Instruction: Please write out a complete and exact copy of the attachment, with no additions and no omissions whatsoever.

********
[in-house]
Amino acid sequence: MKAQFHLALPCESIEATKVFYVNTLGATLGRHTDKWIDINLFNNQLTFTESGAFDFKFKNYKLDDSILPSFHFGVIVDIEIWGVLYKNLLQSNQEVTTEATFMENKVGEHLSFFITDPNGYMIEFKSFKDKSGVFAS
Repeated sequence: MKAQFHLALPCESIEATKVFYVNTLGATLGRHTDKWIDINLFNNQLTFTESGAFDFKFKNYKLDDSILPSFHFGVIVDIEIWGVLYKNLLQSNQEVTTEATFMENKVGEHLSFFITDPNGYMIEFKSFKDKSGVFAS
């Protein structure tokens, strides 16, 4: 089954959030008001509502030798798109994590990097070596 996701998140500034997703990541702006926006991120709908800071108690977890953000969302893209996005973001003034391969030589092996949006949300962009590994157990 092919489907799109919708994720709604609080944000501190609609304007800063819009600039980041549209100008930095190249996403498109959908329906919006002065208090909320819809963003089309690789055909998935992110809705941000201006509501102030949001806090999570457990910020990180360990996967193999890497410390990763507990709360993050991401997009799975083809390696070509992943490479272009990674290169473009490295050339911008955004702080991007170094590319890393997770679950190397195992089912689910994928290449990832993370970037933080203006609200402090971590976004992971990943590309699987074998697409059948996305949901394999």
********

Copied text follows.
[in-house]
Amino acid sequence: MKAQFHLALPCESIEATKVFYVNTLGATLGRHTDKWIDINLFNNQLTFTESGAFDFKFKNYKLDDSILPSFHFGVIVDIEIWGVLYKNLLQSNQEVTTEATFMENKVGEHLSFFITDPNGYMIEFKSFKDKSGVFAS
Repeated sequence: MKAQFHLALPCESIEATKVFYVNTLGATLGRHTDKWIDINLFNNQLTFTESGAFDFKFKNYKLDDSILPSFHFGVIVDIEIWGVLYKNLLQSNQEVTTEATFMENKVGEHLSFFITDPNGYMIEFKSFKDKSGVFAS
């Protein structure tokens, strides 16, 4: 089954959030008001509502030798798109994590990097070596 996701998140500034997703990541702006926006991120709908800071108690977890953000969302893209996005973001003034391969030589092996949006949300962009590994157990 092919489907799109919708994720709604609080944000501190609609304007800063819009600039980041549209100008930095190249996403498109959908329906919006002065208090909320819809963003089309690789055909998935992110809705941000201006509501102030949001806090999570457990910020990180360990996967193999890497410390990763507990709360993050991401997009799975083809390696070509992943490479272009990674290169473009490295050339911008955004702080991007170094590319890393997770679950190397195992089912689910994928290449990832993370970037933080203006609200402090971590976004992971990943590309699987074998697409059948996305949901394999």